The stability of bcc-Fe at high pressures and temperatures with respect to tetragonal strain.
PHYS EARTH PLANET IN
52 - 59.
The phase that iron adopts at the conditions of the Earth's inner core is still unknown. The two primary candidates are the hexagonal close packed (hcp) structure and the body centred cubic (bcc) structure polymorphs. Until recently, the former was favoured, but it now seems possible that bcc iron could be present. A remaining uncertainty regarding the latter phase is whether or not bcc iron is stable with respect to tetragonal strain under core conditions. In this paper, therefore, we present the results of high precision ab initio free energy calculations at core pressures and temperatures performed on bcc iron as a function of tetragonal strain. Within the uncertainties of the calculations, direct comparison of free energy values suggests that bcc may be unstable with respect to tetragonal strain at 5500 K; this is confirmed when the associated stresses are taken into account. However, at 6000 K, the results indicate that the bcc phase becomes more stable, although it is unclear as to whether complete stability has been achieved. Nevertheless, it remains distinctly possible that the addition of light elements could stabilise this structure convincingly. Therefore, bcc-Fe cannot be ruled out as a candidate inner core phase. (C) 2008 Elsevier B.V. All rights reserved.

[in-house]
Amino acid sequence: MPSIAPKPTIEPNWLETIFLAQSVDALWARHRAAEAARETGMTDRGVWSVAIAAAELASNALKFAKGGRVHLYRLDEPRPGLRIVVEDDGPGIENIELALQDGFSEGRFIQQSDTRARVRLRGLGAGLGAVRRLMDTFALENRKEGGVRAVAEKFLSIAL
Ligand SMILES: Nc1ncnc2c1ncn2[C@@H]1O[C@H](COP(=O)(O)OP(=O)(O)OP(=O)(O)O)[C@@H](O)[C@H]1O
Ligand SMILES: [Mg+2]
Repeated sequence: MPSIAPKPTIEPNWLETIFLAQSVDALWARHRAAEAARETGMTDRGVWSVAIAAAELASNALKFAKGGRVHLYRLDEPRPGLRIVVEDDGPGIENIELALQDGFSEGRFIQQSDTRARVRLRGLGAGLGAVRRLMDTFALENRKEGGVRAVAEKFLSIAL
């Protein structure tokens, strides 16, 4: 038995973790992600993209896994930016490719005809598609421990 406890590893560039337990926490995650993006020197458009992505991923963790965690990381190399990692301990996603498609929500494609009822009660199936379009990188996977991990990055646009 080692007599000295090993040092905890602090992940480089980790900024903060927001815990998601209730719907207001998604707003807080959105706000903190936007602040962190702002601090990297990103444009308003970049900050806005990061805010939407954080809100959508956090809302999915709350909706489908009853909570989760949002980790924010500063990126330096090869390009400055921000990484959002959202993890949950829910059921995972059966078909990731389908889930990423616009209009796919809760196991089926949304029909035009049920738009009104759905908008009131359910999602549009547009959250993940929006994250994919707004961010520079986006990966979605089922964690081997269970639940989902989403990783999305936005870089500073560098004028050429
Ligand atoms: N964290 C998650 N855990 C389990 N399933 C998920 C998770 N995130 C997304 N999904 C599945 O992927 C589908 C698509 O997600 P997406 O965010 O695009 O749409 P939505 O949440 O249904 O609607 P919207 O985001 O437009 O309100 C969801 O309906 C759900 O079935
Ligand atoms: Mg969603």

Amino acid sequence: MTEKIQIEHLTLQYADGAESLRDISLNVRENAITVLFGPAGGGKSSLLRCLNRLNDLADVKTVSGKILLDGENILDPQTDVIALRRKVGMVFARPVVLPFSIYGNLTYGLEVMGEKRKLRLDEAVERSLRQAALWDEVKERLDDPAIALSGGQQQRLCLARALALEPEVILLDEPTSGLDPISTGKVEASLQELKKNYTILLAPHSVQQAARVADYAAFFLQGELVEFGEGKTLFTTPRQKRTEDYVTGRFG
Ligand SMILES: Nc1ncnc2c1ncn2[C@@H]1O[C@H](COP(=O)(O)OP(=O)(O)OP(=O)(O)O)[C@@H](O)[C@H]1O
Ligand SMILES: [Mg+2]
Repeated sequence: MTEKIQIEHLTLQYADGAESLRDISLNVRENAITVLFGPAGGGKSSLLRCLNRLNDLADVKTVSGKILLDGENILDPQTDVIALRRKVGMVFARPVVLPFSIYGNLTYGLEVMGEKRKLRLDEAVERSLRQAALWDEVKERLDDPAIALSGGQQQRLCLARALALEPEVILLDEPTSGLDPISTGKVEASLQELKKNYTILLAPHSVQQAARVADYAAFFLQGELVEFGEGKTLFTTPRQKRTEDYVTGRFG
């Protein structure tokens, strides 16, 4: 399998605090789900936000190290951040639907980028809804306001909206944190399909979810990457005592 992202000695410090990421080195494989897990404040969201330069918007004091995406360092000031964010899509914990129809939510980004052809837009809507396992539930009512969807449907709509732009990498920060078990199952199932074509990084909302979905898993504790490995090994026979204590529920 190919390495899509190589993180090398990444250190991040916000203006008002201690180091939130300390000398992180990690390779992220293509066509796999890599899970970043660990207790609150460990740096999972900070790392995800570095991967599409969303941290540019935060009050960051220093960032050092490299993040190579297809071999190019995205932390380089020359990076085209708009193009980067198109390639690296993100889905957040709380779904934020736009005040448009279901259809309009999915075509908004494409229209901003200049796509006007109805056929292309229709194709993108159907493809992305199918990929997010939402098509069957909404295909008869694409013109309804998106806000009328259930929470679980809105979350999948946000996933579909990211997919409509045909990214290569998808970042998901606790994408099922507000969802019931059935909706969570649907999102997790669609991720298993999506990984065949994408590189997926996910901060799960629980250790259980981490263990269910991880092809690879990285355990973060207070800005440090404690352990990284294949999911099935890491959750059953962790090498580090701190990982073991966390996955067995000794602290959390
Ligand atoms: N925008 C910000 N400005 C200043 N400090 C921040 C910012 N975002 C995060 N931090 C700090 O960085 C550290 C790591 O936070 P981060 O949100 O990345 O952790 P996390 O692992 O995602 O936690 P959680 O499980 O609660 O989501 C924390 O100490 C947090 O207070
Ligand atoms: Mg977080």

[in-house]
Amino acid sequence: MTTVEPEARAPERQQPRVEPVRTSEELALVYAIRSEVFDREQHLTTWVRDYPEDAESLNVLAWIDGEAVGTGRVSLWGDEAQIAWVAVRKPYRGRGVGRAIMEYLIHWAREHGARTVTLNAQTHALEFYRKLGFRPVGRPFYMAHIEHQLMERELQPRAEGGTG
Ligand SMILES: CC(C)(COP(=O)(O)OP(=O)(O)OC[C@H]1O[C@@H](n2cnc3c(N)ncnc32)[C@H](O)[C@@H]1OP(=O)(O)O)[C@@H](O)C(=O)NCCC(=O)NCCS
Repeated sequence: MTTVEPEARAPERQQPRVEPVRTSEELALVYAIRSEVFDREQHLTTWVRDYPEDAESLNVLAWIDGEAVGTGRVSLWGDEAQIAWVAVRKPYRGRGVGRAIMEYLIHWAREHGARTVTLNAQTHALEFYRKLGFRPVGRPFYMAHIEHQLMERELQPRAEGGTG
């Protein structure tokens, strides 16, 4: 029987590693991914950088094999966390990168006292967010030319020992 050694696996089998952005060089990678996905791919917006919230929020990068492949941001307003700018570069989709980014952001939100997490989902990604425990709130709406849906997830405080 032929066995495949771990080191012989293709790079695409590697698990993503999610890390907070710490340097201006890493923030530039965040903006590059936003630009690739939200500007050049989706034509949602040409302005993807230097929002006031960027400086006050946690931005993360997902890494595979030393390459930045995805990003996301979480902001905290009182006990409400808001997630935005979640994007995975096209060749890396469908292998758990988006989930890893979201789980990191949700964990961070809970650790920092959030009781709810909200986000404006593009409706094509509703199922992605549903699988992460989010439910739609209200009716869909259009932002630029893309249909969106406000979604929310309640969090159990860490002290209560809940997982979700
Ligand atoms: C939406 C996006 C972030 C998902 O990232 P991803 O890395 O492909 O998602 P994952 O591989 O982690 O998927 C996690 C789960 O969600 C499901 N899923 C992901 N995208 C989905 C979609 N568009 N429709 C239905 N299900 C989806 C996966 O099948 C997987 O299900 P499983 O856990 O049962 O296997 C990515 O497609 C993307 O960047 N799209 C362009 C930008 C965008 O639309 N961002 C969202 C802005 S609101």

|Title:||The stability of bcc-Fe at high pressures and temperatures with respect to tetragonal strain|
|Keywords:||Bcc iron, Earth's core, Phase stability, Ab initio calculations, Tetragonal strain, 1ST PRINCIPLES CALCULATIONS, EARTHS CORE CONDITIONS, CENTERED-CUBIC IRON, GROUP-IV METALS, AB-INITIO, INNER-CORE, PHONON-DISPERSION, PHASE-DIAGRAM, ENERGY CALCULATIONS, NICKEL ALLOY|
|UCL classification:||UCL > School of BEAMS > Faculty of Maths and Physical Sciences
UCL > School of BEAMS > Faculty of Maths and Physical Sciences > Earth Sciences
UCL > School of BEAMS > Faculty of Maths and Physical Sciences > Physics and Astronomy
UCL > VP Research
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